"The Hydrogen Bond and the Water Molecule" offers a synthesis of what is known and currently being researched on the topic of hydrogen bonds and water molecules. The most simple water molecular, H2O, is a fascinating but poorly understood molecule. Its unique ability to attract an exceptionally large number of hydrogen bonds induces the formation of a dense 'hydrogen bond network' that has the potential to modify the properties of the surrounding molecules and their reactivities. The crucial role that water molecules play is described in this book. The author begins by providing an overview of the thermodynamical and structural properties of H-bonds before examining their much less known dynamical properties, which makes them appear as centers of reactivity. Methods used to observe these components are also reviewed. In the second part of the book the role played by the dense H-bond network developed by H2O molecules is examined. First in ice, where it has important atmospheric consequences, then in liquid water, and finally in macromolecules where it sheds some original light on the fundamental question 'How is it that without water and hydrogen bonds life would not exist?'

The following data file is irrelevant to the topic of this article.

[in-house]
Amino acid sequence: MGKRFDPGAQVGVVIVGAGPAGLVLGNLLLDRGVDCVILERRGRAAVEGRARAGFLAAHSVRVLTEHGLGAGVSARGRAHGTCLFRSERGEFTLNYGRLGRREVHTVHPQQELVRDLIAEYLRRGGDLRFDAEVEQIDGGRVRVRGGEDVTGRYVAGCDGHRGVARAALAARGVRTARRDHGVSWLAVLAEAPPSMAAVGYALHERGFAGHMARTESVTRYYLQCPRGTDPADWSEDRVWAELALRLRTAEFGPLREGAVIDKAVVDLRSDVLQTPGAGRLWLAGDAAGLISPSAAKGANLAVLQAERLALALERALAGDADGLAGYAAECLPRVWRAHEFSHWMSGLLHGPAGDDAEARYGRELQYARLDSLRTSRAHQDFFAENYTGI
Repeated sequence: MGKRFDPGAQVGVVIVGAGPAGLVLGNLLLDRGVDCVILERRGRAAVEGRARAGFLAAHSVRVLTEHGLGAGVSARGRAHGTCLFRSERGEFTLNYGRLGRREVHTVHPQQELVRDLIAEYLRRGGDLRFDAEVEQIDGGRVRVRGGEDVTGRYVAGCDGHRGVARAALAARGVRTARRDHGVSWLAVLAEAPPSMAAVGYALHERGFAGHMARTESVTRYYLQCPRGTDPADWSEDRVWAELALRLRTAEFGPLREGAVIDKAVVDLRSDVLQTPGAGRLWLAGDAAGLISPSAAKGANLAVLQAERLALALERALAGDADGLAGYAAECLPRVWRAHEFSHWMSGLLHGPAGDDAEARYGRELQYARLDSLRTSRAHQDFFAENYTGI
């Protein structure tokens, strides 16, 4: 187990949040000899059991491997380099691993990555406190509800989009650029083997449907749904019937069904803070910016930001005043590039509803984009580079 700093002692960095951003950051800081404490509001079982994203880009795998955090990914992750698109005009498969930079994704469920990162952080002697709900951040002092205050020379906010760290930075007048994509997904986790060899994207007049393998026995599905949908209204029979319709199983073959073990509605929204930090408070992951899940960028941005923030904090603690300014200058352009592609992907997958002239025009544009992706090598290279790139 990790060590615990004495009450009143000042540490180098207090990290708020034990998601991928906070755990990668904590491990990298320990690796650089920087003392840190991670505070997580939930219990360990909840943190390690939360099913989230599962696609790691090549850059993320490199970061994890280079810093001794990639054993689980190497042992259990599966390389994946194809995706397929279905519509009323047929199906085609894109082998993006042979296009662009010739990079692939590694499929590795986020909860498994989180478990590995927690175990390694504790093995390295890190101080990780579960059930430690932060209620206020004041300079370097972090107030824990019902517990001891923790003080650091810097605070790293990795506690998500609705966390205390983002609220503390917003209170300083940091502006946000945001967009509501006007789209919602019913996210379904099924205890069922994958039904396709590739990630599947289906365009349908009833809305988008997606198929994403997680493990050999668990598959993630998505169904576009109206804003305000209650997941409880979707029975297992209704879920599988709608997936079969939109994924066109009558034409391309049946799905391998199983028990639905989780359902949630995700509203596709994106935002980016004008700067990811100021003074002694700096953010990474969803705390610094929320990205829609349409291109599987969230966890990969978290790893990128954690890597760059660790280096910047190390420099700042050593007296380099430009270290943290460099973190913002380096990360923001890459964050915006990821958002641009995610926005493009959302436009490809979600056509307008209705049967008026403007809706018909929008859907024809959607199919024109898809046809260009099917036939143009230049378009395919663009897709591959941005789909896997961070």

This book will be of interest to researchers in the fields of physics, chemistry, biochemistry and molecular biology. It can also serve as a teaching aid for students attending course in chemical physics, chemistry or molecular biology. Engineers involved the water industry would benefit from reading this book, as would scientists working in pharmaceutics, cosmetics and materials. This book presents an overview of what is known and being researched on the topic of hydrogen bonds and water molecules. It reviews methods used to observe interactions between water molecules and hydrogen bonds. It examines the role of H-bond network developed by H2O molecules.